APPEAL by the defendant from a judgment of the Supreme Court (George R. Peck, J.), rendered January 29, 2008, in Nassau County, convicting him of grand larceny in the third degree (two counts), scheme to defraud in the first degree, grand larceny in the fourth degree, and falsifying business records in the first degree, upon his plea of guilty, and imposing sentence.
The opinion of the court was delivered by: Fisher, J.P.
Published by New York State Law Reporting Bureau pursuant to Judiciary Law § 431.
This opinion is uncorrected and subject to revision before publication in the Official Reports.
STEVEN W. FISHER, J.P., JOSEPH COVELLO, WILLIAM E. McCARTHY and JOHN M. LEVENTHAL, JJ.
The defendant here pleaded guilty only after the court told him that, if he did not, he would be remanded until his next scheduled court appearance. The issue presented on this appeal is whether the plea was voluntary. We hold that it was not.
In November 2005, the People filed a felony complaint charging the defendant with two counts of falsifying business records in the first degree. He was arraigned on the complaint and released on $1,000 bail. Seven months later, a grand jury returned a 40-count indictment charging the defendant with two counts of grand larceny in the third degree, scheme to defraud in the first degree, grand larceny in the fourth degree, petit larceny, attempted grand larceny in the fourth degree, attempted petit larceny, twenty-four counts of falsifying business records in the first degree, seven counts of insurance fraud in the fourth degree, and two counts of insurance fraud in the fifth degree. The charges were based on allegations that, between December 21, 1999, and October 13, 2005, the defendant, a licensed dentist with a practice in Hempstead, New York, repeatedly submitted falsified claim forms to a number of insurance carriers and attempted to alter his own business records to avoid detection.
At the defendant's arraignment on the indictment on July 6, 2006, the People asked that bail be fixed at $250,000. The court, however, continued the $1,000 bail previously set, but directed a "conditional release" which involved placing the defendant under the supervision of the Nassau County Probation Department (hereinafter the Probation Department) pursuant to a "pretrial release program." The court further directed that the defendant surrender his passport and report to the Nassau County Investigation Bureau for processing. Some five weeks later, on August 10, 2006, the People renewed their request for a higher bail, asserting that the defendant had failed to comply with conditions set by the Probation Department. The court did not change the defendant's bail status but admonished him to comply with the conditions and warned that, if he did not, it would "set high bail."
When the case was called on November 21, 2006, the court observed that it was "ripe for trial." On December 18, 2006, the court stated that the case was "getting old meaning it's going to be either disposed of soon or it's going to be tried soon." The court then told the defendant that it had reviewed the minutes of the grand jury proceedings and had concluded that, in view of the "overwhelming" proof presented, his chances of prevailing at trial were slim. The court advised the defendant that, if he were convicted after trial, he would be sentenced either "to a short period of upstate time . . . or downstate time for a long period . . . [such as] one year or consecutive nine-month sentences or something like that." The court stated, however, that, if the defendant were to plead guilty within the next two days, it would order a pre-sentence report and then either sentence him to "probation coupled with restitution" or, if it "had to impose jail," it would permit him to withdraw the guilty plea. The court warned the defendant that "[t]he time has come for you to fish or cut bait." The court said it would adjourn the case for the defendant to decide whether or not to accept the plea offer, and that, if he did not, the case would be "farmed out for trial."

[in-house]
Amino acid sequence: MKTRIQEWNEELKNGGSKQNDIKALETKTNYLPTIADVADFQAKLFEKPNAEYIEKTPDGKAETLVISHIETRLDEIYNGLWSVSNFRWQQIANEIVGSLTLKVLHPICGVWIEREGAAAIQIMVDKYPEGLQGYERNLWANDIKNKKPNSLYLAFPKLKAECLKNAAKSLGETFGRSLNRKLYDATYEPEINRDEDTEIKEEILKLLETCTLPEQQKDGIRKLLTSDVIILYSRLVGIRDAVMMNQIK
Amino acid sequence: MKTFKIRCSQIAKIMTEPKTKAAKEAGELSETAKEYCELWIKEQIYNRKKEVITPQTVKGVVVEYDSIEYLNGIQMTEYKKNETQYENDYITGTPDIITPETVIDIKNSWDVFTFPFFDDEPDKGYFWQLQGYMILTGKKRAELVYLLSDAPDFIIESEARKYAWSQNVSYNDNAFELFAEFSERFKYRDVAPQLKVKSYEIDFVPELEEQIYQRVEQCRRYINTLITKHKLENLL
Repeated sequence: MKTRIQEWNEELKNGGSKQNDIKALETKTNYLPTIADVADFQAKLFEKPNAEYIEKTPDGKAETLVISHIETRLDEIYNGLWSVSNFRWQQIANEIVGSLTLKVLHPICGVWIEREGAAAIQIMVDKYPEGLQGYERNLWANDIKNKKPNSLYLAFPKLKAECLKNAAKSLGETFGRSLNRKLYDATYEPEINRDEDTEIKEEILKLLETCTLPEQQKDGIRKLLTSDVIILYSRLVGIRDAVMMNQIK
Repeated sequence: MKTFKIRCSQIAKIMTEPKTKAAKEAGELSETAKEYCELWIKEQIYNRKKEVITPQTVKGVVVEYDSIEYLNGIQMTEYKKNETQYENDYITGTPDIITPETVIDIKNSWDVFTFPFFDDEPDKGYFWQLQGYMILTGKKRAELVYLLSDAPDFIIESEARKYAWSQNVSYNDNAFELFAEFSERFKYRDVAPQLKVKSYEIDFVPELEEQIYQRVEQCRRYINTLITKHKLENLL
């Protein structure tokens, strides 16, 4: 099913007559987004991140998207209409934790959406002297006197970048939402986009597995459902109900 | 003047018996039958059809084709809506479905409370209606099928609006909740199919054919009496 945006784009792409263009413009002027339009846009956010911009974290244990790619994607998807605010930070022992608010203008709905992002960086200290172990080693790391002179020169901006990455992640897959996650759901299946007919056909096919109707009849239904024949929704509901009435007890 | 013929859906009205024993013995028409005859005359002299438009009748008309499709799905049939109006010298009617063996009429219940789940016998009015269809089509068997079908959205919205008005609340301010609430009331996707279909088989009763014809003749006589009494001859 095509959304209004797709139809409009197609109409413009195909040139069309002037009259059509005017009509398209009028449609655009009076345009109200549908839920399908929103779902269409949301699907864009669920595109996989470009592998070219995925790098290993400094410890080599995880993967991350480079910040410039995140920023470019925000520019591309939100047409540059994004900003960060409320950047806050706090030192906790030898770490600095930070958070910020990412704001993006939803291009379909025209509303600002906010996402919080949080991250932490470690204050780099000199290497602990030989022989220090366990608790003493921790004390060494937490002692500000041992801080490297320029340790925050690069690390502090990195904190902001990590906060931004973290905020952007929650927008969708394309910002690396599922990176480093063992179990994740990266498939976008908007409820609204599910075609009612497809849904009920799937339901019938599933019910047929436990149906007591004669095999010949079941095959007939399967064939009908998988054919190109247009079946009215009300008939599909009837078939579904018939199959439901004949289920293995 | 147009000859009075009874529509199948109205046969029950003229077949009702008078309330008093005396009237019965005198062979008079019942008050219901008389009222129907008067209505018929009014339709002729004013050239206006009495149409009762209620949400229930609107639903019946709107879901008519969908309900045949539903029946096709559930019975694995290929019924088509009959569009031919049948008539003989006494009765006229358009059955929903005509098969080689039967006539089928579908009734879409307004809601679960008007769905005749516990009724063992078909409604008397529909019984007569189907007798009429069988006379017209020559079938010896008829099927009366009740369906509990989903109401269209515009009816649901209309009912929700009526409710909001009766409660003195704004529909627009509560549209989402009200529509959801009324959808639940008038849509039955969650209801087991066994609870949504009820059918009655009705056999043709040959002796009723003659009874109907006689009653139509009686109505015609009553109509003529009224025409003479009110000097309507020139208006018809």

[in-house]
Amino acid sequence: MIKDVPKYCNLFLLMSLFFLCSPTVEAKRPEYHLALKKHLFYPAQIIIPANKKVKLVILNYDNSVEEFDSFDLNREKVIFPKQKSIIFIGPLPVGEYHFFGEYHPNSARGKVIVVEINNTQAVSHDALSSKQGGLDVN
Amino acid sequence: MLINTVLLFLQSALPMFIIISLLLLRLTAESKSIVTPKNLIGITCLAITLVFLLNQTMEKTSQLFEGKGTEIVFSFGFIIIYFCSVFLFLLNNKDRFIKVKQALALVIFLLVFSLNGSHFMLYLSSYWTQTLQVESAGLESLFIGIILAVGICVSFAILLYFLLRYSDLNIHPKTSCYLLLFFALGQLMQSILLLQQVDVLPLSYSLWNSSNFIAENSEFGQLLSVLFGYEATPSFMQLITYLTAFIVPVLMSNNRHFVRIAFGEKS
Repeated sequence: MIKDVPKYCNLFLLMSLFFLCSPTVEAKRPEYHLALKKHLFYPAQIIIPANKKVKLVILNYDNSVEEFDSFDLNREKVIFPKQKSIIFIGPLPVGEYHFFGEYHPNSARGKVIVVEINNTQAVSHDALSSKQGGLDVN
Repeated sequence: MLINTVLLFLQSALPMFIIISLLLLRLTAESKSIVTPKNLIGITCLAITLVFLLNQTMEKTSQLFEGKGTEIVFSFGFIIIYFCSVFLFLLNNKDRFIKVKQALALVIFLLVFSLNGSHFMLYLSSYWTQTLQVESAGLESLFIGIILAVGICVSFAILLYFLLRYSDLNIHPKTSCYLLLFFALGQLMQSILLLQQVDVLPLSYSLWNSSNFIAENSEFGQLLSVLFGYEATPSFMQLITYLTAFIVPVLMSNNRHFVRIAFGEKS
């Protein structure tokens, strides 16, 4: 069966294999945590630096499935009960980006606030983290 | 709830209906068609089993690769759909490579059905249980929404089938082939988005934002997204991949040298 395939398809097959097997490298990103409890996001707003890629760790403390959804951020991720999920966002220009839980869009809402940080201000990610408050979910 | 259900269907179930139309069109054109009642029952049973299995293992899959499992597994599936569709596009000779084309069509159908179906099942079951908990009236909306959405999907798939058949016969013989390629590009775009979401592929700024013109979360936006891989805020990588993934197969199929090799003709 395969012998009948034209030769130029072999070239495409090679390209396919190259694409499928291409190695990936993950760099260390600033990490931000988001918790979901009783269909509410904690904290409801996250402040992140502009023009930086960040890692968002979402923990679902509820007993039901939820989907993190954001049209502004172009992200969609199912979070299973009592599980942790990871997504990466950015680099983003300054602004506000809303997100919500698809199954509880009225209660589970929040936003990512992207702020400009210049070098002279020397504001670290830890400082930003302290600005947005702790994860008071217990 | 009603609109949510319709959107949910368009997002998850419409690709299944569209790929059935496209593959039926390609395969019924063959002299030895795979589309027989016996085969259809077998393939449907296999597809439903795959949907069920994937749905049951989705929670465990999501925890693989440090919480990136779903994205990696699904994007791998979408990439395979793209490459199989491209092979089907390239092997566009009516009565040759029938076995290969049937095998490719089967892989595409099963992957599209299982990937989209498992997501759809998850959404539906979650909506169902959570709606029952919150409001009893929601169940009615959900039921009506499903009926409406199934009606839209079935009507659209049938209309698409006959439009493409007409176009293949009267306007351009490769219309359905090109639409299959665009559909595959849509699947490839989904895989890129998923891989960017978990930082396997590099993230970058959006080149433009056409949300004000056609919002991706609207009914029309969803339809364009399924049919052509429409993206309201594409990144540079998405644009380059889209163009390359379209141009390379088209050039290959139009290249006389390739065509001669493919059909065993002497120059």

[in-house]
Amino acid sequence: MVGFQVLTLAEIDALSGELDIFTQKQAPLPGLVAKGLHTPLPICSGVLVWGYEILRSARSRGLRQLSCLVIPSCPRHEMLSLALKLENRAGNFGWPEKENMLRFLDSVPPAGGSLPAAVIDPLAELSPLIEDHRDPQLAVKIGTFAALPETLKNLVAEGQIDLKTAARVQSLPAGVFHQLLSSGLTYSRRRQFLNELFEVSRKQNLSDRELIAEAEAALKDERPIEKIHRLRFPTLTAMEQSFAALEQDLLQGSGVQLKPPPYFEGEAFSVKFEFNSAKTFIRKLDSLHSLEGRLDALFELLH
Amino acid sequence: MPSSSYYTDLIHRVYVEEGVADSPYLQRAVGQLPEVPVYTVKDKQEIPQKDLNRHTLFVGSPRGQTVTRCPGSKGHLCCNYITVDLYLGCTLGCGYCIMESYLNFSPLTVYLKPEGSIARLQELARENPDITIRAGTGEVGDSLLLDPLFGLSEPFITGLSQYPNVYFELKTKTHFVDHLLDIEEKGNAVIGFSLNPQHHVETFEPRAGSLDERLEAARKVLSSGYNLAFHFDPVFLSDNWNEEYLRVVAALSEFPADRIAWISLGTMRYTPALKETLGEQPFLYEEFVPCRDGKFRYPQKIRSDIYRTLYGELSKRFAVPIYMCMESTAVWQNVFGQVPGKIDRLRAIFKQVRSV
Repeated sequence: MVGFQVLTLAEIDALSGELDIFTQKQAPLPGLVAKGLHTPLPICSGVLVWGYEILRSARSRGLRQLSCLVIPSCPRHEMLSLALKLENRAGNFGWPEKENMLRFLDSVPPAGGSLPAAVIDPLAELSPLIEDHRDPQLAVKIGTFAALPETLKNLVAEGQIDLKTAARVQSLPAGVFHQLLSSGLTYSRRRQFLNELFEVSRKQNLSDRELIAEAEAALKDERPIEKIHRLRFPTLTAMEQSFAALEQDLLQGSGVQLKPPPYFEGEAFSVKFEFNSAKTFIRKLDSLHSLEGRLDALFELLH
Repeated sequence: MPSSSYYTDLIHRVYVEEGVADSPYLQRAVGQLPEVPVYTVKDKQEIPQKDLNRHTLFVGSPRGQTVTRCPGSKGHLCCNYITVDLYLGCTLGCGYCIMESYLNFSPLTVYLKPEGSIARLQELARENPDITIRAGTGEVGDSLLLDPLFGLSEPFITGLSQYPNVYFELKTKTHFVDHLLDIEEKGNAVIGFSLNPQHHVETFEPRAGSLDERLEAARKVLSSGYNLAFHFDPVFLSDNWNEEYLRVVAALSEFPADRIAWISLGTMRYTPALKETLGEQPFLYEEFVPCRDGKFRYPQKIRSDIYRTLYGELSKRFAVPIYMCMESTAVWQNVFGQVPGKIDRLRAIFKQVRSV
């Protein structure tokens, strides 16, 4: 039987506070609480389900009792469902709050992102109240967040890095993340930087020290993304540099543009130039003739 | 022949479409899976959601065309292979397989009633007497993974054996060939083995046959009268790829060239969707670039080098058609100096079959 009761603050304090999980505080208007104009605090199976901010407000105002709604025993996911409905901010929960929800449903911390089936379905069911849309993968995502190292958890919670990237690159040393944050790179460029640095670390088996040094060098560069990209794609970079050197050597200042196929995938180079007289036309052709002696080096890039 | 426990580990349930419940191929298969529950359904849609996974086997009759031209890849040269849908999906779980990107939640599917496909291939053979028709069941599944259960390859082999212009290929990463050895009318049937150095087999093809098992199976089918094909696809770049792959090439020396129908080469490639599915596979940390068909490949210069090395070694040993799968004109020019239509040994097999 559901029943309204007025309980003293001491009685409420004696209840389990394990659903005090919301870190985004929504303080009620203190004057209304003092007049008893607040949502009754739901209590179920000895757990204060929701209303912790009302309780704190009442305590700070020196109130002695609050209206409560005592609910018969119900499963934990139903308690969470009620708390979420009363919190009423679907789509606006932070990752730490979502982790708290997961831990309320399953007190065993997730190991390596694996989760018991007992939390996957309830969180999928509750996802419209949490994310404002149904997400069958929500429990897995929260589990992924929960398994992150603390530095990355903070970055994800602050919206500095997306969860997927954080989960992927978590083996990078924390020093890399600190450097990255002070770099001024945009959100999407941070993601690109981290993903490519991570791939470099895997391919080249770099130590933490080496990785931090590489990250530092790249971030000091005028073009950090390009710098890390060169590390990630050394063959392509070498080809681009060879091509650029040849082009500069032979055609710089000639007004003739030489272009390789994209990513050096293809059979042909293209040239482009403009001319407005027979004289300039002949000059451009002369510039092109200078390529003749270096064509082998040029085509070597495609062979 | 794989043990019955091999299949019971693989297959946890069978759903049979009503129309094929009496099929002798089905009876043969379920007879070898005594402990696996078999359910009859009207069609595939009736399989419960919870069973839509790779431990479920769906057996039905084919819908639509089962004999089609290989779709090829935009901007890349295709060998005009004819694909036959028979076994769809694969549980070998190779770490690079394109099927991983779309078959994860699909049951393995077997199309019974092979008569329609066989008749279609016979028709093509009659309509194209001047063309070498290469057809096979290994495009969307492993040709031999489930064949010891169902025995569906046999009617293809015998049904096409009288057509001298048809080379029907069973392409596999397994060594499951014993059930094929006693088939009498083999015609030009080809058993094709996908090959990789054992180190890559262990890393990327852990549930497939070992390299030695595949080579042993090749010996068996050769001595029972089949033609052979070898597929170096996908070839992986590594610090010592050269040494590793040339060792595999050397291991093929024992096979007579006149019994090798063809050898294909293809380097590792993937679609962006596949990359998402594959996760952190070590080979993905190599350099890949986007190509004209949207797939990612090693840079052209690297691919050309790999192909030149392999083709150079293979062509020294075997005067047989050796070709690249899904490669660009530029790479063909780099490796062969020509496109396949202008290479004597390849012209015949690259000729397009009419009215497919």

For reasons not clear from the record, the matter was subsequently adjourned a number of times until all parties again appeared in court on Wednesday, January 3, 2007. Plea discussions continued, and the court revealed that it had received a letter from the Probation Department complaining of the defendant's failure to comply fully with the conditions of his release. The Probation Department asked that the court "admonish the defendant and remind him that he must report as directed if he wishes to remain at liberty." After reading the letter to the parties, the court addressed the defendant as follows: "I think I'm going to take a whole lot more drastic action than that, Mr. Grant. Now, do you want the plea deal? Yes or no? Today." After counsel responded that he and the defendant thought they had until Monday to decide on the plea offer, the following exchanges occurred:
"THE COURT: That's—that is a situation that has to be addressed and I will address it right now. If he wishes the plea deal, then I will—and he takes this plea, I will continue him in the bail status that he is because if he violates the terms of his bail while he is pending sentence, I will not be bound by my commitment. If he doesn't take the plea deal today, I'm going to remand him until Monday and I can address—I can address this in open court. Now yes, you can speak to your client, Mr. Kutner [defense counsel], but you're not doing it outside. You'll do it here and under the supervision of my officers and I'll take the bench in five minutes.
(Whereupon, a brief recess ...